Saddam AnsariAchiever’s AcademyIntroduction and Drugsused to Treat Epilepsy
Epilepsy? Second most common neurologicaldisorder. Family of different recurrent seizuresdisorders that have in common thesudden, excessive and synchronousdischarge of cerebral neurons. Abnormal movements or perceptionsthat are of short duration but tend to
Types of EpilepsyPrimary or Idiopathic Epilepsy: No specific anatomic cause for the seizure Inherited abnormality Treated often for lifetime with antiepilepticdrugs
Continued…Secondary Epilepsy: Reversible disturbances such as tumors, headinjury , hypoglycemia , meningeal infection orwithdrawal Antiepileptic are given until primary cause iscorrected Seizures secondary to stroke or trauma maycause irreversible CNS damage.
Classification of SeizuresPartial Seizure Simple partial Complex partial
Mechanism of action ofantiepileptic drugs Block the initiation of the electric dischargefrom the focal area Prevent the spread of the abnormal electricaldischarge to adjacent brain areas Blockade of voltage gated channels Enhancement of GABAergic impulses Interference with glutamate transmission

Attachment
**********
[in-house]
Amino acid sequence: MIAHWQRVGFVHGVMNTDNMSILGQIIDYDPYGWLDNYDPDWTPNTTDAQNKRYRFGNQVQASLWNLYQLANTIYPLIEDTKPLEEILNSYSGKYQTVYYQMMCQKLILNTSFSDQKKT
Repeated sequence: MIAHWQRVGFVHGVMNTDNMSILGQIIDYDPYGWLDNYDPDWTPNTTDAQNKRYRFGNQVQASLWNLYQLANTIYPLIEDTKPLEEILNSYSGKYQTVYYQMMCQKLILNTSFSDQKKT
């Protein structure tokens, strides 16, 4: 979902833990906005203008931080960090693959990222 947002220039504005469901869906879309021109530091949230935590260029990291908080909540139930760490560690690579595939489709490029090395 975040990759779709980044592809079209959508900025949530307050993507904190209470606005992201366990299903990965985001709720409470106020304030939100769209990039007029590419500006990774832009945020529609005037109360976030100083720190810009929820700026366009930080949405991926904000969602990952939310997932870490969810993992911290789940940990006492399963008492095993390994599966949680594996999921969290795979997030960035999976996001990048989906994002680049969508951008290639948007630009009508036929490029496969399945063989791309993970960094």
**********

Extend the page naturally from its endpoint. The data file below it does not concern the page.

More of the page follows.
Phenytoin Formerly called as diphenylhydantoin Effective in suppressing tonic-clonic andpartial seizures Choice for initial therapy , particularly inadults
Continued…Mechanism of action: Blocks voltage – gated sodium channels Selectively binds to the channels ininactive state and recovery rate slowsdown At higher concentration – block voltagedependent calcium channels andinterfere with the release ofmonoaminergic neurotransmitters